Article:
By Mayuko Ono and Tim Kelly
TOKYO (Reuters) – No internet, no email and surveillance cameras to monitor his comings and goings.
After paying $9 million(6.87 million pounds) in bail, former Nissan chief Carlos Ghosn is out of a Japanese jail cell where he spent 108 days, but he must live under a host of restrictions while he awaits trial, which could be a year away.
As part of the bail deal arranged by his new legal team hired last month, Ghosn is banned from accessing the internet and email, and only allowed to use a computer not linked to the web at the office of one of his lawyers.
Ghosn, who has French, Brazilian and Lebanese citizenship, was indicted for under-reporting his salary and breach of trust. He must pay for the installation of surveillance cameras in the entrance of his Tokyo residence.
Footage will be viewed by members of the defence legal team and records sent to the Tokyo District Court, said Ghosn’s renowned defence lawyer Junichiro Hironaka.
“The cameras will be placed where they can monitor those coming in and out. It’s not for recording Ghosn’s daily life,” said Hironaka, who is nicknamed “the Razor” for many high-profile cases he’s won in a country where the conviction rate is 99.9 percent.
He said he and his colleagues would take turns to monitor.
“One person can’t manage, so we’ll divide it between the offices of the three defence attorneys,” he said.
Similarly, records of Ghosn’s phone calls will be kept by his legal team and submitted to the court, Hironaka said. The phone will keep records even if Ghosn attempts to delete them, he said.
It wasn’t immediately clear how the internet ban would be enforced, though.
If Ghosn violates any of these conditions, the courts could send him back to jail and make him forfeit his $9 million bail, making any attempt to skirt the rules risky.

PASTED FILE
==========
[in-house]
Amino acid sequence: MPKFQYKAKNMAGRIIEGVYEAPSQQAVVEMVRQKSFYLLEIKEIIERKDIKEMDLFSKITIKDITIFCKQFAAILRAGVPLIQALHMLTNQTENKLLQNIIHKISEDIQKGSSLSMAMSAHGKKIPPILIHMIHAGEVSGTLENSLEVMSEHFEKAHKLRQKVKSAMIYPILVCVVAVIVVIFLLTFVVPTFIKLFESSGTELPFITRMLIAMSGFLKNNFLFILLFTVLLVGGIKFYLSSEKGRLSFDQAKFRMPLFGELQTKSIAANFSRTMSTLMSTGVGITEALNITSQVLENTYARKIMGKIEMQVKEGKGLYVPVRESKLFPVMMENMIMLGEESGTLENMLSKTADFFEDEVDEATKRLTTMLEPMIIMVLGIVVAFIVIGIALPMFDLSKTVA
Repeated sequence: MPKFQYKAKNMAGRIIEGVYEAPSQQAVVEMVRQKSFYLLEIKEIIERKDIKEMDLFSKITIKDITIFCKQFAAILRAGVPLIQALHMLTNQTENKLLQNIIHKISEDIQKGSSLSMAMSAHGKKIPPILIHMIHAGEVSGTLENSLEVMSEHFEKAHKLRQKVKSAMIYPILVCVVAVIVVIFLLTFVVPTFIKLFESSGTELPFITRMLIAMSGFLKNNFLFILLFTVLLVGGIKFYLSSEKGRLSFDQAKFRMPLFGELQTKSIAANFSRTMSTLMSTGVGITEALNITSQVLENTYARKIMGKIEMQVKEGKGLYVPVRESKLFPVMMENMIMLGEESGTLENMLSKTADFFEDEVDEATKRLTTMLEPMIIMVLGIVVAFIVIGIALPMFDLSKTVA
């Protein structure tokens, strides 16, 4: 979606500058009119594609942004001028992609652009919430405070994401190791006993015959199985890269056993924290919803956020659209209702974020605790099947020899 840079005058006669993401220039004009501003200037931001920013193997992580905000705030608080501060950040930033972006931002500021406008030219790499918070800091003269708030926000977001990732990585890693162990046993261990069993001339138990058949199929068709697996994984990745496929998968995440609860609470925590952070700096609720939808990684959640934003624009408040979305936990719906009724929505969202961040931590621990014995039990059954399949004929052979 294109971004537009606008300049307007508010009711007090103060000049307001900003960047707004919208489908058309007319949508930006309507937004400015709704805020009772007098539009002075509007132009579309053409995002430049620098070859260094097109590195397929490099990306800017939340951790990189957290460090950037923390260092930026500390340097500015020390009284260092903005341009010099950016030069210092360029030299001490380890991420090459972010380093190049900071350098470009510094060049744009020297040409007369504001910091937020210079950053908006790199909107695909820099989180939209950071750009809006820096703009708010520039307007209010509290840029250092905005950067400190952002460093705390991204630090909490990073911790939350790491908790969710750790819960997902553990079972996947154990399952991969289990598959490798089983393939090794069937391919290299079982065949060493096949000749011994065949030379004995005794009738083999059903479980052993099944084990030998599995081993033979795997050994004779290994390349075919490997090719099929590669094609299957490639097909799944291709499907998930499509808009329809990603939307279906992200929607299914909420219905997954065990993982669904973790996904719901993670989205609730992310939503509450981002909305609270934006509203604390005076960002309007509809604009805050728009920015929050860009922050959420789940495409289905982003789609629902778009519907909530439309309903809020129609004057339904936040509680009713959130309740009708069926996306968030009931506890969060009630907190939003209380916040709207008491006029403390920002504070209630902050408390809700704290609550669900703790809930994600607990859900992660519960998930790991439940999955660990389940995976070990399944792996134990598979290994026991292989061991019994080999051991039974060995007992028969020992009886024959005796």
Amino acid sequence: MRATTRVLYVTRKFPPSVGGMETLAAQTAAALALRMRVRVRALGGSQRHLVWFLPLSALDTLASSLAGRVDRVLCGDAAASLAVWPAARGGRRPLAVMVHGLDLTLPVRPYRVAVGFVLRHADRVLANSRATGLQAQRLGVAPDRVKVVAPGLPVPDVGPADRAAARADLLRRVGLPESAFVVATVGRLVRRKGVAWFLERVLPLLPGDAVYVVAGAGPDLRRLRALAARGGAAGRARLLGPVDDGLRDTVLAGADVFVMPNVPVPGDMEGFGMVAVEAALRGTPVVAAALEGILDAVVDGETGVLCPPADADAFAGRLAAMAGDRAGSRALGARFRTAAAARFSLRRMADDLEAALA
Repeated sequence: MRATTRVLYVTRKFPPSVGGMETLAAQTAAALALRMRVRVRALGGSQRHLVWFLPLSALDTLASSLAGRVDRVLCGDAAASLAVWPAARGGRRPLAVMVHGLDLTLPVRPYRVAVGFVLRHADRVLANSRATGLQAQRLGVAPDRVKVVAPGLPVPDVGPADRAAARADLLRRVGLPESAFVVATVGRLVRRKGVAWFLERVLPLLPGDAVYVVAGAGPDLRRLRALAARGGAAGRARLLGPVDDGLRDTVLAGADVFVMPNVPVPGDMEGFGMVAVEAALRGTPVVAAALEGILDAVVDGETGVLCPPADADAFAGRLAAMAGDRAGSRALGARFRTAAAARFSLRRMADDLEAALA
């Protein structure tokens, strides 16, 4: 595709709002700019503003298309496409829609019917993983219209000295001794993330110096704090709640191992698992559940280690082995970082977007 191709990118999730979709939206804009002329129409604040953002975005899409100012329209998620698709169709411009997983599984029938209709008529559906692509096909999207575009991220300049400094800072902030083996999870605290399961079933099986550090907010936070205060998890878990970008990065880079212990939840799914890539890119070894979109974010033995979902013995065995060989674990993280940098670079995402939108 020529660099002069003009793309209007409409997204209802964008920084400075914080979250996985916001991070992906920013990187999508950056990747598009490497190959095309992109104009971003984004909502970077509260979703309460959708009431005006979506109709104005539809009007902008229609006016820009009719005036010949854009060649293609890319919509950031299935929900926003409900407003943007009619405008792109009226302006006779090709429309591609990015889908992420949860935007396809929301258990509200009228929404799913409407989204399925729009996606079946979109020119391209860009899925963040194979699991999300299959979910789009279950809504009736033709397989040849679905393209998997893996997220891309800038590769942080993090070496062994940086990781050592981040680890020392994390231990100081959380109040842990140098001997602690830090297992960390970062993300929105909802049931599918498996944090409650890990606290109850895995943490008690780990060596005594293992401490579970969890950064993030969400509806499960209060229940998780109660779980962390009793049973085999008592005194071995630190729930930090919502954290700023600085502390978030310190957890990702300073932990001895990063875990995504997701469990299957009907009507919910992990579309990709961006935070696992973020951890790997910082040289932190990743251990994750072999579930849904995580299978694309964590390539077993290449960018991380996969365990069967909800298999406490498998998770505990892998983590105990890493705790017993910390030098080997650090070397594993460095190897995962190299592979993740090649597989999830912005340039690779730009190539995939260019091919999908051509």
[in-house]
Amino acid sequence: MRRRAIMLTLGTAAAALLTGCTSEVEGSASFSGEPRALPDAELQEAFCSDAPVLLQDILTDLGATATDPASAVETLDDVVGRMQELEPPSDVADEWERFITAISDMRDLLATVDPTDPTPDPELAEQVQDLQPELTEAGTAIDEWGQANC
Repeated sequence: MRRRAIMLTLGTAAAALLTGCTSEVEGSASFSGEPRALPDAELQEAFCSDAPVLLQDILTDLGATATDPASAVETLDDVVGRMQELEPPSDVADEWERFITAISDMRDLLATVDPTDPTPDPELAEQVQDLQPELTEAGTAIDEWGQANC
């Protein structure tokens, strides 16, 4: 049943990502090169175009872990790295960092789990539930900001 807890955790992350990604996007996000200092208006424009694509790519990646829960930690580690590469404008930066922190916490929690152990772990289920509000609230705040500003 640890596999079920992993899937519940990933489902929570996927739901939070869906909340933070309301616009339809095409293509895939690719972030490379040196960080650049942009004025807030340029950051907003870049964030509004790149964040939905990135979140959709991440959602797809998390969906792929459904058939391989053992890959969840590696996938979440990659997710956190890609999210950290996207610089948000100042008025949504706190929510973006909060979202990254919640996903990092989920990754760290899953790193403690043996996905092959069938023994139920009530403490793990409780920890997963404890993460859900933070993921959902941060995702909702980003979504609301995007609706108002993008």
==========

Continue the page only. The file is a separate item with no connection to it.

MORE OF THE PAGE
The Tokyo District Court declined to comment on how the conditions would be monitored.
Ghosn is also prohibited from leaving Japan, which was widely expected, but must remain in Tokyo. He needs the court’s permission if he wants to leave his house for more than two nights.
Ghosn had been denied bail twice under his previous legal team, which had proposed he wear a GPS ankle monitor, on grounds that he would be a flight risk or that he would destroy evidence. His new lawyers managed to convince the court otherwise, proposing the restrictions to address concerns.
But Shin Kukimoto, deputy public prosecutor at the Tokyo prosecutors office, said he thought the bail conditions were not sufficient to prevent tampering with evidence.
Despite that concern, experts said such restrictions were unusual and even harsh in Japan, which has faced international criticism for the prolonged detention of suspects, who are often held until a trial starts, with defence lawyers banned from interrogations.
“We have never seen conditions like this placed on bail. When I saw them I thought it was harsh,” said Shingi Bando an official at the Japan Bail Support Association, which offers support to people who struggle to come up with bail.
Ghosn was released on Wednesday from the Tokyo Detention Center, where he had been held since his Nov. 19 arrest.
He was whisked past a horde of journalists dressed in what lead defence lawyer Takashi Takano later said was a disguise – a blue cap, glasses, surgical mask and workman’s outfit – and was taken away in a mini-van with a ladder on top.
“We managed to have Mr. Ghosn’s bail granted, but it comes with many strict requirements,” Takano wrote on his blog.
He said he the disguise was an attempt to ensure his client could be released without being noticed and taken to a secret location so he could “get back into a normal social life” with his family, who had come to Japan.
The ruse partly worked. While live TV coverage captured images of Ghosn emerging from jail surrounded by a group of guards, many journalists who were kept behind a fence outside didn’t recognise him.
Hironaka said Ghosn agreed to go along with the disguise.
“It seemed as if Ghosn knew that being smart and confident in high brand suits is not always the best thing to do,” he said.
Ghosn, who was spotted on Friday walking around Shinjuku Gyoen, a downtown Tokyo park, with his wife, is also banned from communicating with other parties involved in the case, including Nissan management.
Nissan Motor Co. has sacked Ghosn as board chairman, but he is still a board member because changes to the board need to be approved by shareholders, who will meet in April.
Should he want to attend a Nissan board meeting, Ghosn needs the court’s permission.
(Reporting by Mayuko Ono and Tim Kelly; Writing by Malcolm Foster; Editing by Robert Birsel)